For a look ahead, please click over to this post for my full tea schedule. And remember, all are welcome - brief comments or lengthy posts. I appreciate each and every contribution.

Thanks so much for stopping by, my friends! Enjoy your tea, and the evening to follow, and I will see you here again very soon!

In November: a basket of blessings, a branch of light ...

Blessings branch 14

November's family focus ~ gratitude and remembrance. Today I will show you one of the projects we have underway ...

Blessings branch 5

 Like many families, we do an annual gratitude project in the month of November. It has taken many forms over the years, but I generally come back to colorful construction paper and autumnal shapes and themes. This year I decided a blessings branch would be a wonderful thing, and I'm also thinking it might be something we end up using all year long ... but I will get into that at a later date ... for now, here's what we're doing this month.

I began with, as you can see above and below, an array of oak leaves, cut from multi-colored construction paper.

Blessings basket 1

 In addition to (hopefully) fostering an "attitude of gratitude" in my family, this activity will also (hopefully) help my special needs son pace his excitement (and anxiety) and understand just how long it will be before the holiday is here ...

So after cutting out 26 leaf shapes, I placed them in a small basket.

Blessings basket 5

 I told Earlybird that when the basket is empty, Thanksgiving will be here. And I set the basket on the living room windowsill where I have all kinds of seasonal books and decor on display. It is just out of the toddler boy's reach. ;) 

Here's a look at our Thanksgiving window ... 

Blessings basket 7

Blessings basket 9

Blessings basket 11

Blessings branch 12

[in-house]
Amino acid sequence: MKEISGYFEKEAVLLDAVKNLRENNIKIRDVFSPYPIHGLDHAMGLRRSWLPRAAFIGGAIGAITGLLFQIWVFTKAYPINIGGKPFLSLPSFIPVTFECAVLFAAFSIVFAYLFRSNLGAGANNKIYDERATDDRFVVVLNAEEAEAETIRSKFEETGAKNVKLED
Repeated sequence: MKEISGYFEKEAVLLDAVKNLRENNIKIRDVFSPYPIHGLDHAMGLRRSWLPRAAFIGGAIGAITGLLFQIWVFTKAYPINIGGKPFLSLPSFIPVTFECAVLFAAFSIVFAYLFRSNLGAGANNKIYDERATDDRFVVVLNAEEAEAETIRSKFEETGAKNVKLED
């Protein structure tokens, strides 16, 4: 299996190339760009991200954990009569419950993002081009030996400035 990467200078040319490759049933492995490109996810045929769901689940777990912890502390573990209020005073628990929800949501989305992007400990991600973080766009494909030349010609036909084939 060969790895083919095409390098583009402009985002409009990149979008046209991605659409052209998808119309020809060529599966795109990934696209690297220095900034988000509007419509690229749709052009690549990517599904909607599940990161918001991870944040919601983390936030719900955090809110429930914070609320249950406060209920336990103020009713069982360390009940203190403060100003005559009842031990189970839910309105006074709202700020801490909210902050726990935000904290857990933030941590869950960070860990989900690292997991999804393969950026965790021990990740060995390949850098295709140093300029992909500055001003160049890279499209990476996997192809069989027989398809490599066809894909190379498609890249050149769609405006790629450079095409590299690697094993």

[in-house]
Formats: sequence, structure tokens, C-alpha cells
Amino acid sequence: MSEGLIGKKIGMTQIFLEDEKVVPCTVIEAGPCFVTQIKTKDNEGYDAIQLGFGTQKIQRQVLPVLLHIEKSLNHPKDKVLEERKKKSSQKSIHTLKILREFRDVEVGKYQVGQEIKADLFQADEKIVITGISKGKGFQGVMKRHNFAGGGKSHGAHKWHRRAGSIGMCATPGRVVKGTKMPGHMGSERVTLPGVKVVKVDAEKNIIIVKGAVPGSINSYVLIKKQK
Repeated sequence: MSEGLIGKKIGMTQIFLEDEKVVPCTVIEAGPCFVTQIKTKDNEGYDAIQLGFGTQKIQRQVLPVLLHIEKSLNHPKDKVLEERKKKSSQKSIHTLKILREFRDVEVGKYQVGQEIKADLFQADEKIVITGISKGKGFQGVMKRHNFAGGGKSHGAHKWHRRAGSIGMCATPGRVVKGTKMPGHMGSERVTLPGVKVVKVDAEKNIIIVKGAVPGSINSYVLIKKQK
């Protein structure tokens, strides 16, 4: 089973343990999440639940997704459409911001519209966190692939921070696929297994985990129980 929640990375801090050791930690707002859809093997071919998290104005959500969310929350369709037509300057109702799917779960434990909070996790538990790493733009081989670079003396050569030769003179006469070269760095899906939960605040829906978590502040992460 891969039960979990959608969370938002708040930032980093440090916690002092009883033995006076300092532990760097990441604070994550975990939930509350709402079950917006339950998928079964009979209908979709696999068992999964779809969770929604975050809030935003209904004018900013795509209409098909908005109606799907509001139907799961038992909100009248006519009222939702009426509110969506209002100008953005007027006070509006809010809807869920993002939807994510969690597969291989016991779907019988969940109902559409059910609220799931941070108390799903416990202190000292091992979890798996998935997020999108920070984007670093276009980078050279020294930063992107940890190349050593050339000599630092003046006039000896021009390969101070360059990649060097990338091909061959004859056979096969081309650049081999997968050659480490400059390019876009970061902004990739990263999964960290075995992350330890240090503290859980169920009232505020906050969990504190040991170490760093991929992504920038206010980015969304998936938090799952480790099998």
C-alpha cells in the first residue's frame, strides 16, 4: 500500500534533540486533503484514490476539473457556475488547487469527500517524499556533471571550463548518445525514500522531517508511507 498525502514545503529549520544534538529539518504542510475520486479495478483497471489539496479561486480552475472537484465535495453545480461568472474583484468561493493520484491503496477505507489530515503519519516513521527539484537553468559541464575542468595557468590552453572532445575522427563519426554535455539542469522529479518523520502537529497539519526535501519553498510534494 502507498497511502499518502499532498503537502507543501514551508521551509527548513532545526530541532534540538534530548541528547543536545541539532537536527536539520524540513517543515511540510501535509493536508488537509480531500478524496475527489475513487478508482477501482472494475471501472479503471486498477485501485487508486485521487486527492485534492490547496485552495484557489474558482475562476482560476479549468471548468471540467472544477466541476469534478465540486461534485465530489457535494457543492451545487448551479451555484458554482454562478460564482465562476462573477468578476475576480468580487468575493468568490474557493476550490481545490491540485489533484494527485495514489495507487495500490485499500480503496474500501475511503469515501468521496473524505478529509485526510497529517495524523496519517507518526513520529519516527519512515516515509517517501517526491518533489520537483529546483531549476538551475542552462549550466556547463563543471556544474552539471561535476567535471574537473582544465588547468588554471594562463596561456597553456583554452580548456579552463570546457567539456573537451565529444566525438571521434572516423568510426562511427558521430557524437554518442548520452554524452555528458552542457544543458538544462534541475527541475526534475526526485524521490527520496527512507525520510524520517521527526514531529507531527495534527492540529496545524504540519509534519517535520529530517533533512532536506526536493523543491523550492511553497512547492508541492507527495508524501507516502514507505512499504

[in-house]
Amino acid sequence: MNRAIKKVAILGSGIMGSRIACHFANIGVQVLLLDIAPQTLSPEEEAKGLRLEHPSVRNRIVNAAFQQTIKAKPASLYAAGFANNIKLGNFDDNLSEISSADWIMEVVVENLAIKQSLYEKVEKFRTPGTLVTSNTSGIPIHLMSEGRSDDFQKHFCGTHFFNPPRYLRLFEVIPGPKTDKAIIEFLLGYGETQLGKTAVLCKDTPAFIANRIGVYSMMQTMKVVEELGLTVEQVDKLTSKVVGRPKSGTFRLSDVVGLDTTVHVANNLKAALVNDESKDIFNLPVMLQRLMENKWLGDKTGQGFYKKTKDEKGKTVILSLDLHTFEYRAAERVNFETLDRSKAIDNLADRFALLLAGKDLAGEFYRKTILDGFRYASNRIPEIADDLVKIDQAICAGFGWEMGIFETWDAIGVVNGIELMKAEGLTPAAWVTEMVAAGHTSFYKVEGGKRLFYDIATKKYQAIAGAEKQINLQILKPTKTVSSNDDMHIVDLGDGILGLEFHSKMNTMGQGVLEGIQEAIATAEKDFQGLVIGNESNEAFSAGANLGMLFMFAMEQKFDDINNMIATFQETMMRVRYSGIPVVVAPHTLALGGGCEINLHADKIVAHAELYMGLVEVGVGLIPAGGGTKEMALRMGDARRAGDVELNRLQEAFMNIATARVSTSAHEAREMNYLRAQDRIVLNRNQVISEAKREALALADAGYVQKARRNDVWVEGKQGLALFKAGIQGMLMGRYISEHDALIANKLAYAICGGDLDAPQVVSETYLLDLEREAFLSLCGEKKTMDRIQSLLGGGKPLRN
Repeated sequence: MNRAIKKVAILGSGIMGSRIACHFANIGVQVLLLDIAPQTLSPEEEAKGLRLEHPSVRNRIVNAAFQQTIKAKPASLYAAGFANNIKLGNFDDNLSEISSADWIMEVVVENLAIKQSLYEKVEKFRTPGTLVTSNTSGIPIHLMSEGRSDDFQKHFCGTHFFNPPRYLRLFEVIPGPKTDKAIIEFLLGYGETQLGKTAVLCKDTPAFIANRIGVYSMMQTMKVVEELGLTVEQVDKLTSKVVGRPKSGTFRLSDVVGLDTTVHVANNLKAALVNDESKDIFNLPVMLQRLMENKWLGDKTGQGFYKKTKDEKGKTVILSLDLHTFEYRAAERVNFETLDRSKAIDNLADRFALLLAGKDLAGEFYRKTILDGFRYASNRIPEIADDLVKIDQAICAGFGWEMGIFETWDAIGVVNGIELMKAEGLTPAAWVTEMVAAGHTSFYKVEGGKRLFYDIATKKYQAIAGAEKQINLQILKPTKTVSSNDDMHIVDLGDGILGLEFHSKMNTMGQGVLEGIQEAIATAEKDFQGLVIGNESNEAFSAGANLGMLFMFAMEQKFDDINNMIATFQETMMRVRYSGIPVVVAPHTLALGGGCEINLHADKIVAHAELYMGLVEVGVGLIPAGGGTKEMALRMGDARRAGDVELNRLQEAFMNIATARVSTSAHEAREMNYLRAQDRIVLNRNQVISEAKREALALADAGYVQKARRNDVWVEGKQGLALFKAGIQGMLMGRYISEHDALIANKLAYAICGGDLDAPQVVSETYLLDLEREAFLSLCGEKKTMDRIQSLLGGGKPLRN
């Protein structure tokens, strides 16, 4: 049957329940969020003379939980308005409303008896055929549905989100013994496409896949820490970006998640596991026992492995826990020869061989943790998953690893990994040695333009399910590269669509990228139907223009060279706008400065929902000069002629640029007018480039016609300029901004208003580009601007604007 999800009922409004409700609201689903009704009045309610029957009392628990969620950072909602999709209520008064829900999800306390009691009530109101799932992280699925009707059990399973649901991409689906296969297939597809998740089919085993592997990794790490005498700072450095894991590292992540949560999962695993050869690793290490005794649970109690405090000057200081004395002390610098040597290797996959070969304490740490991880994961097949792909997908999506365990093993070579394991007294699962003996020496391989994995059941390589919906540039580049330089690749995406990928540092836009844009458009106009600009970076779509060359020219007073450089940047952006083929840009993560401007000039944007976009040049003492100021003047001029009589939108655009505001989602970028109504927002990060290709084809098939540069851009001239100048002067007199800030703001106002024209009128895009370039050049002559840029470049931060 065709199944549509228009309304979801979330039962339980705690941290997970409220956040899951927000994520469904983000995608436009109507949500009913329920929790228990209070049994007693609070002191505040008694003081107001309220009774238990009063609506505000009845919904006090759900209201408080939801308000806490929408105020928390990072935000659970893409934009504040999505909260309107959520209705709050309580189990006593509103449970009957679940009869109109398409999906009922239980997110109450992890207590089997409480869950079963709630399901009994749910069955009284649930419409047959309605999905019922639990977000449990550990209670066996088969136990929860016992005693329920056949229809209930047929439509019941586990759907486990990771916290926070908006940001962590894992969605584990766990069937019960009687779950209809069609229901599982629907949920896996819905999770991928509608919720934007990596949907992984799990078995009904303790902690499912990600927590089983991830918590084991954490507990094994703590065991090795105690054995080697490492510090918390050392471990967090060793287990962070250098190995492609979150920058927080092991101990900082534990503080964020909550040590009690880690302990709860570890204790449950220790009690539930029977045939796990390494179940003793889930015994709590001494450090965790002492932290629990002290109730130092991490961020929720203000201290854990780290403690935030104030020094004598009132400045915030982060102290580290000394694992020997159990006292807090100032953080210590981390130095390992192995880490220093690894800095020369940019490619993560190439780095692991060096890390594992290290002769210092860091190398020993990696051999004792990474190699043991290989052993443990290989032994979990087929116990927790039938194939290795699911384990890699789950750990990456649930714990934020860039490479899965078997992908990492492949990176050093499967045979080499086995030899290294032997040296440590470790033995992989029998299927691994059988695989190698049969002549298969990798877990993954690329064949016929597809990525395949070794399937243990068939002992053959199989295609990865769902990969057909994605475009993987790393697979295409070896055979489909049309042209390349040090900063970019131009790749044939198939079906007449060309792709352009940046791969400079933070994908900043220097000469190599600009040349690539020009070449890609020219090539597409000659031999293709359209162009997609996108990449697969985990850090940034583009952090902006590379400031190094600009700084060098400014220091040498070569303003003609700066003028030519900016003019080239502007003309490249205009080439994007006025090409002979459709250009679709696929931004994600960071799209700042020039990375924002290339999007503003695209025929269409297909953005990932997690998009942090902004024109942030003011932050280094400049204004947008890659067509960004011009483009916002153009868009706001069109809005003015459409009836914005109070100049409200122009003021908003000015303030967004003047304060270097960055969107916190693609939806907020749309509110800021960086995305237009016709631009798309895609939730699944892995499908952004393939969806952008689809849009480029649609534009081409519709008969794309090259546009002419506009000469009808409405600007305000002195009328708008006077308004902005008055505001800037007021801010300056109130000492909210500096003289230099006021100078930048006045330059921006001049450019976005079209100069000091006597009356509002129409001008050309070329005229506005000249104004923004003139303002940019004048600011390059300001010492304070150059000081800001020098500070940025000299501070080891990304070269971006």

You might notice there is a space there in the book display - that would be so Oliver (the cat) can get up in the window and look outside at the birds. This is one of his favorite lounging spots and he'd only be knocking over books if I didn't leave him a little space. ;)

Ok, so what about this branch then, you must be wondering?

Well, a couple of weekends ago I chose a good-sized branch from our log pile - one with no apparent bugs and only a small amount of lichen - and asked Bill to drill four evenly spaced holes ...

Blessings branch 4

A few minutes later (truly, it took him less then 10), I had this:

Blessings branch 3

Four tea-light holes!

Blessings branch 2

I filled those holes with some lovely beeswax tea lights, purchased at a farmer's market this summer. When lit, or warm from the sun, they smell heavenly ...

The branch is now sitting on our living room mantle which has been decorated for the month of November ...

Blessings basket 8

Blessings branch 15

Blessings branch 13

Now, here's where the blessings part comes in ...

Each day we'll take one leaf out of the basket and write down what each of us is grateful for on that day. Then we'll hang the leaf on a length of twine that is strung along the front of the mantel.

Blessings basket 10

(I keep the hole-punch handy for this purpose.)